Some Kurds fear that the Arab migrants will bring with them suicide bombers. In addition, the arrival of middle-class Arabs has driven up rental costs of homes by as much as 50 percent, Kurdish officials say.
Some Kurds also say the wave of migration evokes Mr. Hussein’s “Arabization” policy, in which he moved Arabs into Kurdish territory and expelled more than 100,000 Kurds in order to change the demographics of the region, especially around the Kirkuk oil fields.
“This will be another form of Arabization,” said Mr. Hardi, the newspaper editor.
Anwar Abu Bakr Muhammad, a schoolteacher chatting with friends in the city’s main square, said: “If they’re separated from us and live in their own camp, there won’t be any problems. We don’t want the same violence that exists elsewhere in Iraq to take place here.”
But, to some those fears seem unfounded. “Until now, there’s been no problem,” said Mr. Jalal, the security official, when asked about the possibility of suicide bombers and other violence.
Many of the Arabs praise the hospitality of the Kurds. “The people are very good to us, and we have more freedom here,” said Mr. Abdul Rahman, the former intelligence officer. “There are no Americans. Tikrit is very bad — there are mass arrests, curfews, no services, no electricity.”
He and his wife, who is half-Kurdish, brought along their two children and Rusol, a young girl whose father was arrested by the Americans after the invasion. No one knows his fate. Rusol’s older sister died of “crying and too much depression,” Mr. Abdul Rahman said.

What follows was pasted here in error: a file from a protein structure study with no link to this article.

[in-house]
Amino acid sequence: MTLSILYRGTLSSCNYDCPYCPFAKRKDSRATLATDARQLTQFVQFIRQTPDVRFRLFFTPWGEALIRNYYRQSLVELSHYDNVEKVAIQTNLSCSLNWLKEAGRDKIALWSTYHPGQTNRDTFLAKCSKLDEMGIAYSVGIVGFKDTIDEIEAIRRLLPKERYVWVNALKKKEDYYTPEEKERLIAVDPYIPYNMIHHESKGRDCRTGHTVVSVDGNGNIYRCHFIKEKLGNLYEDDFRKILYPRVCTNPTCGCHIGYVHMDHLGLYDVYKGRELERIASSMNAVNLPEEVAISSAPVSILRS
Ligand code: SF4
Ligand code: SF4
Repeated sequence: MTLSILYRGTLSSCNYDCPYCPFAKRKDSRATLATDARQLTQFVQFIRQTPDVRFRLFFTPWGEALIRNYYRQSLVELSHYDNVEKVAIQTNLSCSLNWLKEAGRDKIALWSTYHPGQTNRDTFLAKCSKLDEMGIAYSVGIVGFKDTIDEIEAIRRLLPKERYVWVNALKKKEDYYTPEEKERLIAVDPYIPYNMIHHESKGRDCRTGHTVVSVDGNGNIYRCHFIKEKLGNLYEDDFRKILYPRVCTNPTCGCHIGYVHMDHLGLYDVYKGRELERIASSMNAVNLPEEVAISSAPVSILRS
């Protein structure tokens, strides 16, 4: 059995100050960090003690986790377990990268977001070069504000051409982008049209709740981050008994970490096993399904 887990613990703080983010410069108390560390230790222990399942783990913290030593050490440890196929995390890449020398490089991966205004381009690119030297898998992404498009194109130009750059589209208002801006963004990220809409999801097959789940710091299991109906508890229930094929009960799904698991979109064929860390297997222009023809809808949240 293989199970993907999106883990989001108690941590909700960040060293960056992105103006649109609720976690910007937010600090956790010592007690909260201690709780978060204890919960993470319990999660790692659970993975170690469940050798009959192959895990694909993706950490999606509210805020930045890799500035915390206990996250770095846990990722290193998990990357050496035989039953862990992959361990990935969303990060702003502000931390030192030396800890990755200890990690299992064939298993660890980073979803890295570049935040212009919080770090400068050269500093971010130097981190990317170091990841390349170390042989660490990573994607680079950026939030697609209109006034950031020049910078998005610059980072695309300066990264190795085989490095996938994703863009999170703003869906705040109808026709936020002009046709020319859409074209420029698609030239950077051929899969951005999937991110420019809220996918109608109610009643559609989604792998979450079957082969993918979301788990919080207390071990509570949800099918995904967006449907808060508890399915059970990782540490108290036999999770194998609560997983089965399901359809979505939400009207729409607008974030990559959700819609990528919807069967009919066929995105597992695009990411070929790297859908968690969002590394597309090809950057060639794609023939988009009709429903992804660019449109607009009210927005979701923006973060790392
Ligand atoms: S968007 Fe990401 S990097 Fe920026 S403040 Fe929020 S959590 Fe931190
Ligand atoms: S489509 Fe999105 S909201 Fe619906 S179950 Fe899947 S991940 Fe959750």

“We moved here to find a doctor for this girl,” he said as Rusol cracked a shy smile.
On this late summer evening, there were many other Arabs gathered in Freedom Park.
A young woman in a red blouse stepped off a dizzying ride of whirling swings. She and a girlfriend had just been screaming their heads off. The woman, Arij Abdul Qadir, said she moved here recently from a Shiite slum in Baghdad with her husband, their children and her sister.
The husband found work as a hotel receptionist, so the family has free lodging. Ms. Abdul Qadir, 30, said one of the biggest boons was the relative abundance of electricity — Sulaimaniya usually has 15 hours a day, while Baghdad sputters along with 6.
“There’s no life, no electricity, no security in Baghdad,” she said. “We’ll stay here as long as there’s no security. When there’s security, we’ll go back.”
Ms. Abdul Qadir said she had learned a few words of Kurdish, and she had enrolled some of her children in the Jawahiri School, the elementary school where lessons are taught in Arabic.
Over at the school, the principal, Mr. Arif, said the surge in enrollment had strained his resources. By the time classes start in mid-September, there could be as many as 1,700 students, Mr. Arif said. With only 12 classrooms, the school plans to run two shifts a day.
Enrollment has also soared at the two intermediate schools in Sulaimaniya that teach in Arabic.
That has raised concerns among Arab parents like Naseer al-Yasiri, a construction manager from Baghdad who recently enrolled two children in the schools.
“How will they teach all those students?” he said as he sat in a trailer on a construction site at the city outskirts. A television was tuned to the genocide trial of Saddam Hussein.
Kurdish neighbors recently invited the family on an overnight trip to a mountain resort. The children have frolicked at Freedom Park and at the Azmar Hotel, perched high in the hills above the city. “They were like birds freed from a cage,” Mr. Yasiri said.
“Of course I miss Baghdad,” he added. “But when you see it now, it’s a ghost city. Who’s left there? Terrorists?”
Yerevan Adham contributed reporting for this article.